How to help your turf recover from flooding or waterlogging
The wettest February on record
It’s been a very, very wet winter. It started raining hard back in October, and at some times it felt as though the rain would never stop. Last month was the wettest February on record, with heavy rain and a succession of storms leading to severe flooding in Wales and the West Midlands. Waterlogged ground is a common site in counties from the west country all the way through the midlands and into the north.
The prolonged rainy weather has had a severe impact on the quality of the UK’s grass surfaces. From sports pitches to parks and the humble domestic lawn, greenkeepers and horticulturalists are facing a tough task to get their turf back to its best. Many have been left with dead patches and strong moss growth, leaving the turf and pitches wide open to weed infestation.
A simple turf recovery programme
Even if the sight of your damaged and damp turf is causing you nightmares, it’s important to wait until we are clear of those last, lingering frosts before you undertake renovation work. A simple programme to help restore your grass to its former glory will include the following steps:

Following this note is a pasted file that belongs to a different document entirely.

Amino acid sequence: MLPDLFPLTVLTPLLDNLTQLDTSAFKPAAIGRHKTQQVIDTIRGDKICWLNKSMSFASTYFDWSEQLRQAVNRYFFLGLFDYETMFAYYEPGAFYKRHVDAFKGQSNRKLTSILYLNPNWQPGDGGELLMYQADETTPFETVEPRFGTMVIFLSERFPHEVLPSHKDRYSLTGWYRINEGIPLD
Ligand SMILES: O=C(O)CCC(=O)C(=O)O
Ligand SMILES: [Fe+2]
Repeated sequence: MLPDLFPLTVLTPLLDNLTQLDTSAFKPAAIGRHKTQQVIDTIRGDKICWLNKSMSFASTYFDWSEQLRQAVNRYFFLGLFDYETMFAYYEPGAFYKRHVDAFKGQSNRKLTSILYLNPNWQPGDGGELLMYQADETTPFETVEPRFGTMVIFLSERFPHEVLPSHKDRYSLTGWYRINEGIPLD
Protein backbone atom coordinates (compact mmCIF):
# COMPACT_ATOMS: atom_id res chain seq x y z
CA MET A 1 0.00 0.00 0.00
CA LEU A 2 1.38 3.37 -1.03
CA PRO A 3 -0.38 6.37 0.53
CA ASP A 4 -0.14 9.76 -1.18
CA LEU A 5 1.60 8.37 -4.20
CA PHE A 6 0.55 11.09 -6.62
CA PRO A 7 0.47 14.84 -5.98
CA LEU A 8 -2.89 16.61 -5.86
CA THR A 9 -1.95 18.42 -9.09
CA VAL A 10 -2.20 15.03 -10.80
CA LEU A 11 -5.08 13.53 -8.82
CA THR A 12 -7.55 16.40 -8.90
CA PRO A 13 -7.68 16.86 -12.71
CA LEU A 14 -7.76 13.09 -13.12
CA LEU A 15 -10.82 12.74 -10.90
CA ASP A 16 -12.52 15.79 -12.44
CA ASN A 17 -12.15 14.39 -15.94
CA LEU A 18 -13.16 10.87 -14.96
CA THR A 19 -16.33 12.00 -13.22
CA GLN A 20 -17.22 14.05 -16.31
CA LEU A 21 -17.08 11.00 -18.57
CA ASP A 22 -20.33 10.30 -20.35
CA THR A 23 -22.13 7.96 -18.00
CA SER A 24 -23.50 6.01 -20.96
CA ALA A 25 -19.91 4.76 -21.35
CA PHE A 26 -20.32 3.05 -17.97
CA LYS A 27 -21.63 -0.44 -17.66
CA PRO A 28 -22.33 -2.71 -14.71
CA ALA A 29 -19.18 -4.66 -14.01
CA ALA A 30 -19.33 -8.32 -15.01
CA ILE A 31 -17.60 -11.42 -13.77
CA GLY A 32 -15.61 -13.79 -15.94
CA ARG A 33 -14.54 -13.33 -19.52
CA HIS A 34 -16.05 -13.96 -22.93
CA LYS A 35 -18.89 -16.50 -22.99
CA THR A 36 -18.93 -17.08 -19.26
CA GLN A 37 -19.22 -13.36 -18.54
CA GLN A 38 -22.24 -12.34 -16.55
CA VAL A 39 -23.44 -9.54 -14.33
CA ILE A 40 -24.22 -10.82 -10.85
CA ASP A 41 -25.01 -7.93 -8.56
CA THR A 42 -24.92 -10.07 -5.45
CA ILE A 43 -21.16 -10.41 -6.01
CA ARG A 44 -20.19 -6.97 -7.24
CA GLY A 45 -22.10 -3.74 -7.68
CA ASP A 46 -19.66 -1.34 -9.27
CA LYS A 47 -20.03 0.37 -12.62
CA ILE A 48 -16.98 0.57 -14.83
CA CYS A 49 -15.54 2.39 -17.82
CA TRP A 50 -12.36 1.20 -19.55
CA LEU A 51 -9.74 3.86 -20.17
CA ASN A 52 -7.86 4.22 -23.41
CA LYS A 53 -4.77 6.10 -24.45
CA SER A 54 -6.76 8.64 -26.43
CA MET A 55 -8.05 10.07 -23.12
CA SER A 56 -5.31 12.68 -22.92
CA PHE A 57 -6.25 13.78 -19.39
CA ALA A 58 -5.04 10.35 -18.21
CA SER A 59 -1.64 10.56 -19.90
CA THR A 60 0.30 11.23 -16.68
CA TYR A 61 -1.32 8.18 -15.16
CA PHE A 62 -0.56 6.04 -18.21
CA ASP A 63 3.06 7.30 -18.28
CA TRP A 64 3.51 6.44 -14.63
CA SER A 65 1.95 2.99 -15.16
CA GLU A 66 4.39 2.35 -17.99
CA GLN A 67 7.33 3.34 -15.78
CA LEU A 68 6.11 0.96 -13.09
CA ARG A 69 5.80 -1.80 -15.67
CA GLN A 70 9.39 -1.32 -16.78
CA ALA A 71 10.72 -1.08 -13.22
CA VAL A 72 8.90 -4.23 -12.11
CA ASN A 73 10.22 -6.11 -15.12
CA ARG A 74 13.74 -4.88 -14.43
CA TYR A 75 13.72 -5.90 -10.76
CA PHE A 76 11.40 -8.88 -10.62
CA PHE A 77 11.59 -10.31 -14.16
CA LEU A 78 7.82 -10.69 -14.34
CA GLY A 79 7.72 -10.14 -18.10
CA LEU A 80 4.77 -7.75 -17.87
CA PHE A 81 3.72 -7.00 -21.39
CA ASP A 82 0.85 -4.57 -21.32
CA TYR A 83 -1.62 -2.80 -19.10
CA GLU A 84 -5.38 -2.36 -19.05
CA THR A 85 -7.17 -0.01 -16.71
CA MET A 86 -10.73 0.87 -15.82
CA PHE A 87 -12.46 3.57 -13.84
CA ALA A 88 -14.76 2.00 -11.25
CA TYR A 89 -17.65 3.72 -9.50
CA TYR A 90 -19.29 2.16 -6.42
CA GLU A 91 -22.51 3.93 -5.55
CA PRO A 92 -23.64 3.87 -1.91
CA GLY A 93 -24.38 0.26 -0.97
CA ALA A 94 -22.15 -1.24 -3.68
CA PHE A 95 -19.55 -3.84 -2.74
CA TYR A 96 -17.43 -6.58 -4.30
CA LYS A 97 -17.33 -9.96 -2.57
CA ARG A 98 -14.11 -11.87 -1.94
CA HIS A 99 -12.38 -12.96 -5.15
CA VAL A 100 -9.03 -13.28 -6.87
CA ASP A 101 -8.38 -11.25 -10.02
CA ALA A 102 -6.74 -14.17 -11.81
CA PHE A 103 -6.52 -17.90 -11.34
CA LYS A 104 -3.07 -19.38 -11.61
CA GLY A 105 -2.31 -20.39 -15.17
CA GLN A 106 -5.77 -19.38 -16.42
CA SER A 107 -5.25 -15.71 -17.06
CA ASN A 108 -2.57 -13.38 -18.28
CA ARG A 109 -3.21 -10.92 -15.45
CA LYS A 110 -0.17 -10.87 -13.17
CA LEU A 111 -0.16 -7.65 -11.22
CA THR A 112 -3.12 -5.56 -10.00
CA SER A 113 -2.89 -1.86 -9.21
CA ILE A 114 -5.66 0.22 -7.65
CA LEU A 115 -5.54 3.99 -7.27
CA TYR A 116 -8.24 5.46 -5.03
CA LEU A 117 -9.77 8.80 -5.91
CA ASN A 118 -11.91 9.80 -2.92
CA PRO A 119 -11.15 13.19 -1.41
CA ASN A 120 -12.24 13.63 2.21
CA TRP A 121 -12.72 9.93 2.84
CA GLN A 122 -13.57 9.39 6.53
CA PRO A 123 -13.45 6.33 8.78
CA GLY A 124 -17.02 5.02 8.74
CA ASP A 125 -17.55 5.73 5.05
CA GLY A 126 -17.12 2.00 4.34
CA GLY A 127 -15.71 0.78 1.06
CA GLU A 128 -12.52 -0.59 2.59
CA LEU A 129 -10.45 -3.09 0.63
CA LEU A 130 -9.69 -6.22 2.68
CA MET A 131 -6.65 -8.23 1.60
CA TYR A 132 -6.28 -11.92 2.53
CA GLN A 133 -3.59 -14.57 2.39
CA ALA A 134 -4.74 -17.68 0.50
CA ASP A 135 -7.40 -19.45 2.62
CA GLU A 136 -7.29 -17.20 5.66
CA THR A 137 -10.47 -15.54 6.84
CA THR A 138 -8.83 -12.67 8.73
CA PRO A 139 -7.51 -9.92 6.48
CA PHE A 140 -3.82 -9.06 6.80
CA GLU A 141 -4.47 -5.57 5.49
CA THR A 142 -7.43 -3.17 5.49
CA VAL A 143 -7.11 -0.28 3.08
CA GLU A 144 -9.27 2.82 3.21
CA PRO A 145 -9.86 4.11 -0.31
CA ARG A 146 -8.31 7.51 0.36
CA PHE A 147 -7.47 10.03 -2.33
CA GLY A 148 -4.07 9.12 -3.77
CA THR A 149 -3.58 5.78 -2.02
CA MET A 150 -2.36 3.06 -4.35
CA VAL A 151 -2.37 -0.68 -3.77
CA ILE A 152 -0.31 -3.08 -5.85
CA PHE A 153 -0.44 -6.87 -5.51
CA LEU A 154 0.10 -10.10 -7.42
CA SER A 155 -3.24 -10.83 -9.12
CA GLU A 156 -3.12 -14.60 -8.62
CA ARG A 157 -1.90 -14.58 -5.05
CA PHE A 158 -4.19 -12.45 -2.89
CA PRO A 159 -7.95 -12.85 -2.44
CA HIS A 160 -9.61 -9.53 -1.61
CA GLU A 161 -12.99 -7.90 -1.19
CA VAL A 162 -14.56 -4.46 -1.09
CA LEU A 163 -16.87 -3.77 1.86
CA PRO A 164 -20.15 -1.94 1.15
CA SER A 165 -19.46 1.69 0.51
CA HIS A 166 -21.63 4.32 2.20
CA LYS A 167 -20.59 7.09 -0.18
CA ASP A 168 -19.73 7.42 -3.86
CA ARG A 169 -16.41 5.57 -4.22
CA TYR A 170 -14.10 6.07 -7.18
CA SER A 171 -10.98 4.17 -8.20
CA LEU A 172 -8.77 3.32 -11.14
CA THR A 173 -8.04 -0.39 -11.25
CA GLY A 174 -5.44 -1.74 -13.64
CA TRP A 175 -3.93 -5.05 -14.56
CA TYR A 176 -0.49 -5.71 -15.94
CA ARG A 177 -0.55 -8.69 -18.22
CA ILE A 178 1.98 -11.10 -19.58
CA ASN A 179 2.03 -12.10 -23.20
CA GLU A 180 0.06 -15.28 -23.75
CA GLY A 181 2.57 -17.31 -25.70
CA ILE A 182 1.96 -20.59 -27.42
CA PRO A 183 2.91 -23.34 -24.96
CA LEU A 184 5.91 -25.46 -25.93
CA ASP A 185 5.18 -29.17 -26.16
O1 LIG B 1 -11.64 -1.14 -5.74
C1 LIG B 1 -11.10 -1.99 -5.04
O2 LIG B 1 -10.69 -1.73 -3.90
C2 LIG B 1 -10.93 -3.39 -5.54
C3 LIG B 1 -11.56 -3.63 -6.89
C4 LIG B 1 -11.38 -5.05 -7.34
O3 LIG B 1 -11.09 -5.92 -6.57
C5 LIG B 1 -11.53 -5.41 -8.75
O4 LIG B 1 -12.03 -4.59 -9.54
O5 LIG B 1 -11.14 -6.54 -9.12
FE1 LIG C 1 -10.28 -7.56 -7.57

- First up, scarify the turf to remove the thatch and moss and any other organic matter from the base of the grass. Make sure you add it all to a compost bin to ensure it doesn’t go to waste! You might need to scarify at least twice to get rid of waterlogged moss and other rotting matter.
- Next, focus on aeration. Aeration improves drainage to help drain excess rain drain away in the future and adds air onto the soil. Using a hollow tine is the best option, but a fork will work perfectly well for small areas. If you decide to hollow tine, ensure you remove the plugs (the soil that is removed) and top dress with quality sand soil mix or preparatory top dressing.
- Now it is time to apply a quality grass seed at between 10 and 20 grams per square metre, depending on how worn or bare your lawn is. Your distributor will advise on the best grass seed mixture for your use.
- The penultimate step is to add a pre-seeding fertiliser at around 40 grams per square metre, or as per manufacturers guide on the bag if it is different.
- Finally, if the weather has truly dried up by the time you have completed the steps above, watering may be required to help dissolve the fertiliser and avoiding scorching of the new seedings. Before you undertake any topping or mowing, ensure the new seedlings are established and growing well.
The best tools for the job
To make the most of your fertiliser and grass seed, DMMP has a range of spreaders that will help you get the job done. From handheld spreaders perfect for residential lawns and compact areas to high quality professional pedestrian and UTV-mounted units to spread both fertiliser and grass seed, our team can help you choose the right spreader for the job. The trusted DMMP dealer network also ensures that no matter where you are in the UK, you can benefit from our tried and tested range of spreaders and sprayers.